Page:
What is resolved in Act V for Prospero? The main resolution in Act 5 is Prospero’s restoration to dukedom, and his newly-found magical sobriety. Power is restored, nature is resolved, order is restored. This is a common theme in Shakespearean stories. Nature is resolved when Prospero tells Ariel, “Go, release them… My charms I’ll break, their senses I’ll restore, And they shall be themselves” (5.30-33). This also continues the theme of Vengeance vs Virtue, as in releasing Alonso, Sebastian, and Antonio, he is forgiving them. Prospero even remarks on this, saying, “With my nobler reason ‘gainst my fury Do I take part. The rarer action is In virtue than in vengeance. They being penitent, The sole drift of my purpose doth extend…” (5. 26-29). This shows that Prospero is weighing his anger with his desire to forgive, and chooses forgiveness, which he knows is the just thing to do. Prospero also frees Ariel, and lets Caliban go.
What is resolved in Act V for Miranda? A resolution for Miranda is Alonso proclaiming that he is her father in law, now that Ferdinand has promised to wed her (5. 190-197). Miranda is also given the opportunity to go back to Italy with Ferdinand to adopt new power, as Prospero, “hope[s] to see the nuptial Of these our dear-beloved solemnizèd; And thence retire… to Milan” (5. 307-309).
What is resolved in Act V for Ferdinand? Is blessed to mary Miranda, as Prospero proclaims that he “hope[s] to see the nuptial Of these our dear-beloved solemnizèd; And thence retire… to Milan” (5. 307-309). Ferdinand’s story arc is also resolved when he and Alonso are reunited, as “all the blessings Of a glad father compass [them] about” (5. 179-180).
What is resolved in Act V for Alonso? Alonso’s story arc is also resolved when he and Ferdinand are reunited, as “all the blessings Of a glad father compass [them] about” (5. 179-180). Alonso “resign[s from dukedom] and do entreat [Prospero] pardon me my wrongs” (5. 118-119) and returns to Naples. Alonso and his companions are released from Prospero, with “charms [Prospero will] break, their senses [Prospero will]l restore, And they shall be themselves” (5.30-33).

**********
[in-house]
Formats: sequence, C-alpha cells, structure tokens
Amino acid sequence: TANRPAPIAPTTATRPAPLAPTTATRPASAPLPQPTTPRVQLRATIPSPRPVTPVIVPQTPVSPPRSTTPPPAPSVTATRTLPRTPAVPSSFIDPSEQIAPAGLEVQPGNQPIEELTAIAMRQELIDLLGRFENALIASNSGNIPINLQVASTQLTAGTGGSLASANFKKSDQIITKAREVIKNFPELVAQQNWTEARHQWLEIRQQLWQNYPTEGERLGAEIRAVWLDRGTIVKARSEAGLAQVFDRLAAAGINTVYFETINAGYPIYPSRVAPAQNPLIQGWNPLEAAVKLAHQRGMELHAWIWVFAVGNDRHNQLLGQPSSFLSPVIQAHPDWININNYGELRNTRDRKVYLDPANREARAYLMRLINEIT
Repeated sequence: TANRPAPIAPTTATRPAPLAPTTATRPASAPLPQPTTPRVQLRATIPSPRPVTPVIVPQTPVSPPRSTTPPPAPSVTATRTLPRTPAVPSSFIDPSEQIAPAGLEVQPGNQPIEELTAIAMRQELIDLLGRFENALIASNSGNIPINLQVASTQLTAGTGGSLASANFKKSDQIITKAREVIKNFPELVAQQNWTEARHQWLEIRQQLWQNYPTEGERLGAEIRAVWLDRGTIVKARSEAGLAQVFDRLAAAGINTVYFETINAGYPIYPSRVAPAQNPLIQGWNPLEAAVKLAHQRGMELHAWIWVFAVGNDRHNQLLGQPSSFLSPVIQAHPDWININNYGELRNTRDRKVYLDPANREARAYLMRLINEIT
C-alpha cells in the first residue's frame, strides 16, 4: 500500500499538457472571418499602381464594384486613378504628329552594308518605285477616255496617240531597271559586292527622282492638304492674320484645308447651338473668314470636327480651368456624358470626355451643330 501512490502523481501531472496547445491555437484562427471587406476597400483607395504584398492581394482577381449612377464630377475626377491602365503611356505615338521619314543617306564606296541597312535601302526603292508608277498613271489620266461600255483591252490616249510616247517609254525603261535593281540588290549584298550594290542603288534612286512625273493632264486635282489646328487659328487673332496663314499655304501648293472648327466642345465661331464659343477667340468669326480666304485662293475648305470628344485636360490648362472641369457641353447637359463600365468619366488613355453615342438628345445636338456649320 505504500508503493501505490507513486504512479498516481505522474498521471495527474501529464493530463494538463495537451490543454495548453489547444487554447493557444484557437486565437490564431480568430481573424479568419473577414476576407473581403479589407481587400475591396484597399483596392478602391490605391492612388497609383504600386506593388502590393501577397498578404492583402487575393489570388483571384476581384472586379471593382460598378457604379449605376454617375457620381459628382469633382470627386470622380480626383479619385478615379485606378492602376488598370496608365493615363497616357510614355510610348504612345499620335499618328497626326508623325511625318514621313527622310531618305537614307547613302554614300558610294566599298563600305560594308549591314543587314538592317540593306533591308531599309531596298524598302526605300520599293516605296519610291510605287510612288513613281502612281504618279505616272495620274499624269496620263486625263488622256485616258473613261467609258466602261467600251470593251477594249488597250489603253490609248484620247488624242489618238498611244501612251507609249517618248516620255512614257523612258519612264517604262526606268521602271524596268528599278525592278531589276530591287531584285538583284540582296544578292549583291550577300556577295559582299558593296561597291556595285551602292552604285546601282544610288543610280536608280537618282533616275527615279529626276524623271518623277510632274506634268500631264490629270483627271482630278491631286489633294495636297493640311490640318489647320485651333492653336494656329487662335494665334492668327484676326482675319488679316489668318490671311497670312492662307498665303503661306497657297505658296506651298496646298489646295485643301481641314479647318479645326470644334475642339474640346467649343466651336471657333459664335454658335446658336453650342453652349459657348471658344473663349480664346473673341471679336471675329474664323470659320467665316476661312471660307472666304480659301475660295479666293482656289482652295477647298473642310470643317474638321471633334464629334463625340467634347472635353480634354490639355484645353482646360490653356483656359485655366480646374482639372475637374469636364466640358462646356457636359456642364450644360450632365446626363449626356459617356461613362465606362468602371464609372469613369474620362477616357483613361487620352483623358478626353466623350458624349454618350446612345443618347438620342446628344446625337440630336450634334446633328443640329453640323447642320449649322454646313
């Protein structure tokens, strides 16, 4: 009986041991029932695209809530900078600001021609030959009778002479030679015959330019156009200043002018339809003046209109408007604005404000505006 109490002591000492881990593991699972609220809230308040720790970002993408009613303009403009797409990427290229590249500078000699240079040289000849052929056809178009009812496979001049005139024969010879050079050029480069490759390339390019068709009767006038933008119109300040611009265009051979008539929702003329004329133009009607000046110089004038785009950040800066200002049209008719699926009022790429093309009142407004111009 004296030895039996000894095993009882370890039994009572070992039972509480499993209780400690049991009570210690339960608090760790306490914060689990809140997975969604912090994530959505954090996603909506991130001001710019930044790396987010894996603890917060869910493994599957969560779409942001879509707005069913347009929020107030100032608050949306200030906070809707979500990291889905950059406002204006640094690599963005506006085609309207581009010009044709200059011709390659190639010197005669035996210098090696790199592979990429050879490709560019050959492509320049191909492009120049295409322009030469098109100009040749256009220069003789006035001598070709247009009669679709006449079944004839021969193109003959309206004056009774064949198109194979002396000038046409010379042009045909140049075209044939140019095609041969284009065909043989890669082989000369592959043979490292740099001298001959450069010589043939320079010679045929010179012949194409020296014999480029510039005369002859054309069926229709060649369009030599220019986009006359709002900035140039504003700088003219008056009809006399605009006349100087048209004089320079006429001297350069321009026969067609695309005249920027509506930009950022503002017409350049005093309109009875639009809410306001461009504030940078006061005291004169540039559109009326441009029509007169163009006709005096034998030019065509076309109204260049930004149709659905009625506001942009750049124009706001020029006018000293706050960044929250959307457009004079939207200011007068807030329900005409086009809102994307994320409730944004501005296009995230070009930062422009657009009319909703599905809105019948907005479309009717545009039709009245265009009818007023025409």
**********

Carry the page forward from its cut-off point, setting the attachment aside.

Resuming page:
What is resolved in Act V for Sebastian? Like his companions, Sebastian is released from Prospero, with “charms [Prospero will] break, their senses [Prospero will]l restore, And they shall be themselves” (5.30-31). Sebastian ” art pinched for’t now,” and “Would here have killed [the] king, [Prospero does] forgive [him], Unnatural though [Sebastian] art” (5. 74-79).
What is resolved in Act V for Gonzalo Gonzalo and his companions are released from Prospero, with “charms [Prospero will] break, their senses [Prospero will]l restore, And they shall be themselves” ((5.30-33). After learning that Prospero is alive and well, Gonzalo is deemed a “true preserver, and a loyal sir”, and Prospero promises to “pay thy graces Home both in word and deed” (5. 69-71).
What is resolved in Act V for Ariel From Prospero, Ariel “shalt have freedom; so, so, so” (5. 96). This is also the first time Prospero has shown Ariel genuine affection, saying “Why, that’s my dainty Ariel! I shall miss thee” (5. 95).
What is resolved in Act V for Caliban Caliban is let go by Prospero, and realised that Stephano is really only a “drunken butler” (5. 277). Caliban also “seeks for grace” (5. 294) but does not receive it, instead with Prospero saying to him, “Go to! Away!” (5. 297).
What is resolved in Act V for Stephano Stephano loses Caliban’s admiration when Caliban realises that he is just a “drunken butler” (5. 277), and must leave with his king.
What is resolved in Act V for Trinculo Trinculo still has no respect, and “is reeling ripe” (5. 279)